noun: A person’s area of expertise or interest.
From Middle English bailliwik, from bailie (bailiff), from bail (custody), from Latin baiulare (to serve as porter) + Middle English wick (dairy farm or village), from Old English wic (house or village), from Latin vicus (neighborhood). Ultimately from the Indo-European root weik- (clan), which is also the forebear of vicinity, village, villa, and villain (originally, a villain was a farm servant, one who lived in a villa or a country house), ecumenical, and ecesis. Earliest documented use: 1460.
“Ms. Sarah Palin took the extraordinary step Tuesday of filing an ethics complaint against herself, making the matter fall within the bailiwick of the personnel board. Her lawyer Mr. Van Flein then asked the Legislature to drop its inquiry.”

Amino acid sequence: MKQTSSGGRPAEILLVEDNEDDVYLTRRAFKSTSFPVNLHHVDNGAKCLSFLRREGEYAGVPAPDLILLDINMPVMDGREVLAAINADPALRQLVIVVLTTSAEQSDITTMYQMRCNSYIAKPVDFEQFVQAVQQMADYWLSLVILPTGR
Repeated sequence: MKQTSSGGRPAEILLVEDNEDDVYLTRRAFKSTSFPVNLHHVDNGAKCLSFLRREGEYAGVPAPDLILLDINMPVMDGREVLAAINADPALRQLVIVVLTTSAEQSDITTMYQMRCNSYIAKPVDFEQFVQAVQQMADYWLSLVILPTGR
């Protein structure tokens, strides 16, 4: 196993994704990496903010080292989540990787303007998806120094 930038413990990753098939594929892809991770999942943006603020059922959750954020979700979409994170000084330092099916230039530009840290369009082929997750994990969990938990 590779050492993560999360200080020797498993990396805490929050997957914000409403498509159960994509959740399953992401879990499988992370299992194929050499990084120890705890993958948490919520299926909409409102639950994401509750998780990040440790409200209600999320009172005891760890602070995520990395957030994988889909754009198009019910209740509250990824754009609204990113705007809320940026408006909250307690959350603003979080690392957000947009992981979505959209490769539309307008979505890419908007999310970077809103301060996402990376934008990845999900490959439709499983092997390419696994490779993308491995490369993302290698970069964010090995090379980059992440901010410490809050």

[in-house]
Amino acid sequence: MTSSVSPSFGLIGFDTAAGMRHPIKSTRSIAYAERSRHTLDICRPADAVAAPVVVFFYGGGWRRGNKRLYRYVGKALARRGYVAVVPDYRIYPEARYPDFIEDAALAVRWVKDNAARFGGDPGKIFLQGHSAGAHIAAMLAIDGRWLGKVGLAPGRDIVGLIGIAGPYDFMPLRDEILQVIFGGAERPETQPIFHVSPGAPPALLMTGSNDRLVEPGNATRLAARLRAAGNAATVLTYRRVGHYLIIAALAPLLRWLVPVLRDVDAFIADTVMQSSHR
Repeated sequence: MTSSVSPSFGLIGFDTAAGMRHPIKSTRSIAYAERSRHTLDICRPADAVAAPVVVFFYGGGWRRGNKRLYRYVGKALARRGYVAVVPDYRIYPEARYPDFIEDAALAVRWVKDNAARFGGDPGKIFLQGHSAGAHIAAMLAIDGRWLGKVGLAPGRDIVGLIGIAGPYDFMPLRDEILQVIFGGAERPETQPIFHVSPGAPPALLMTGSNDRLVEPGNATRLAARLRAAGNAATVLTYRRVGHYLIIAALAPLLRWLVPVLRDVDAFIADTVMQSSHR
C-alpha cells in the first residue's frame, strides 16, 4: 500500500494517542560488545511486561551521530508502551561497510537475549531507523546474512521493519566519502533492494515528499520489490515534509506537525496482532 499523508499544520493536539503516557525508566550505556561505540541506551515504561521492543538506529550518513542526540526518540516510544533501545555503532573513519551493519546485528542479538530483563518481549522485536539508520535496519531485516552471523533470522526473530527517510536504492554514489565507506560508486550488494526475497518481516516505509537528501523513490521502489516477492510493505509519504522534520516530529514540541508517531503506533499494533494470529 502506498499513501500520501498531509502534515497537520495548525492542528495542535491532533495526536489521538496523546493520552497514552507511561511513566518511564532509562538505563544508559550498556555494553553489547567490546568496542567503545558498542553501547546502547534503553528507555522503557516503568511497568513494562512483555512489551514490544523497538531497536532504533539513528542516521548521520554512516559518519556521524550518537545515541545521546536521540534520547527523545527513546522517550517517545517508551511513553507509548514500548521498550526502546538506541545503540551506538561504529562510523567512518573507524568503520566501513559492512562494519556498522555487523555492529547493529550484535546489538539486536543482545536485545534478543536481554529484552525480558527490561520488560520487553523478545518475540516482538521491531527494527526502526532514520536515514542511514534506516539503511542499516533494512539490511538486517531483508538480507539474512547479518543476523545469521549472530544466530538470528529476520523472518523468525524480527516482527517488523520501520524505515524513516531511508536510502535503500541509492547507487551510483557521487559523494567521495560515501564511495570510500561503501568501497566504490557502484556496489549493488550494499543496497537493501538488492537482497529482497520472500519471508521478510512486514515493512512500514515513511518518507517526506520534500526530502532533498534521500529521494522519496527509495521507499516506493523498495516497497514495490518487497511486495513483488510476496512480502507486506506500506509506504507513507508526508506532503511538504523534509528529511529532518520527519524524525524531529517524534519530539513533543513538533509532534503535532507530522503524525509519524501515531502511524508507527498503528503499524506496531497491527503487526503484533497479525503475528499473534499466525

Peter S. Goodman and Michael Moss; Alaska Lawmakers to Seek Subpoenas in Palin Inquiry; The New York Times; Sep 6, 2008.
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